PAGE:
The feds are concealing close to a million records that show pandemic mismanagement, says Blacklock’s Reporter.
And what records have been disclosed by the Privy Council Office show favouritism in contracting and attempts to hide supply shortages.
“Who in government is responsible?” asked New Democrat MP Don Davies (Vancouver Kingsway), to the Common’s health committee.
The Commons last October 26 passed a Conservative motion by a 176-152 vote that compelled the release of all “memoranda, emails, documents, notes and other records” on pandemic management.
“The Clerk of the Privy Council put in writing to this committee there were over a million documents,” said Davies.
“To date — that’s going on seven months — this committee has received about 8,000. That’s about 992,000 documents that have yet to be delivered.”
The internal e-mails and briefing notes disclosed to date revealed:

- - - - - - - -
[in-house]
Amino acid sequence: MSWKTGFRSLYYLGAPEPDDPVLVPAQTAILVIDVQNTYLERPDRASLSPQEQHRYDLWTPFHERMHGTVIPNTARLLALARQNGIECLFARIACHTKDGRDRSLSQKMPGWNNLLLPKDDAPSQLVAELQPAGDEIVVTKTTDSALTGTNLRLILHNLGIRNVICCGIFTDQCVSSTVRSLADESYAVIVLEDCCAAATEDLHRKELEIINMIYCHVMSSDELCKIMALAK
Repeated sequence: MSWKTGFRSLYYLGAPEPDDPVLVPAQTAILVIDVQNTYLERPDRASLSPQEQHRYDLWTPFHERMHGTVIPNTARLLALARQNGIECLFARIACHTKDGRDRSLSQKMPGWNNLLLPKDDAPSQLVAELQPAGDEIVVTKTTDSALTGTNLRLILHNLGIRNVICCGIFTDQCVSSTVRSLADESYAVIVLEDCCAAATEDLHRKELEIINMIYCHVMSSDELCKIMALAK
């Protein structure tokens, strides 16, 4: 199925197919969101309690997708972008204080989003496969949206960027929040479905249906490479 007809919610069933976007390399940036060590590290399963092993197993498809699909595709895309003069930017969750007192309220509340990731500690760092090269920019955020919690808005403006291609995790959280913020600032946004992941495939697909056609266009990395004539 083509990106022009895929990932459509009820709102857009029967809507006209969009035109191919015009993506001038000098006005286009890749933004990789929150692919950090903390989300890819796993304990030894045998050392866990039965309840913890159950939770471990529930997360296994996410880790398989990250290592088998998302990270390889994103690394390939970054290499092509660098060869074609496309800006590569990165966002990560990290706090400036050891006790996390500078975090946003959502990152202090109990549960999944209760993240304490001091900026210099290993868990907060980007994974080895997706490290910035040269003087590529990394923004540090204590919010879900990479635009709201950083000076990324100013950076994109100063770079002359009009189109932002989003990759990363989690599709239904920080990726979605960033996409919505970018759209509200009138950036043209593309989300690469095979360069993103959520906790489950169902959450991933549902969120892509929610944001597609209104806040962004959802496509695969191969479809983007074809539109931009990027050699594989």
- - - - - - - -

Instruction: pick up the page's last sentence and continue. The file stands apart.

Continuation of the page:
- a Liberal lobbyist contacted cabinet seeking a contract for his son;
- a Liberal lobbyist won a $118 million contract for a client after boasting of “getting things done;”
- a former Liberal aide and ex- Liberal riding president lobbied for millions in contracts;
- a former Liberal MP’s firm won a $237 million contract before his ventilators were approved;
- a Montréal contractor received a $282.5 million contract though its devices twice failed testing;
- a failed Ottawa contractor received a $149 million contract after “good meetings” with aides;
- Prime Minister Justin Trudeau made inaccurate claims of boasting of preparedness;
- agencies were instructed to stress “success stories” and conceal supply shortages;
- cabinet considered invoking the Emergencies Act to seize pandemic-related factory production;
- cabinet knowingly shipped date-expired medical supplies to provinces.
“Is the government delaying delivery of documents to this committee?” asked Davies.
“We have worked to gather up documents,” replied Dr. Stephen Lucas, deputy health minister.
“The work continues.”
Staff had no explanation for the delay in complying with the House order and did not comment on the contents of 992,000 documents that justified the delay.
Privy Council Clerk Ian Shugart wrote in a letter to the committee last December 7: “Please be assured we are committed to making best efforts to complete the work as soon as possible.”
Dave Naylor is the News Editor of the Western Standard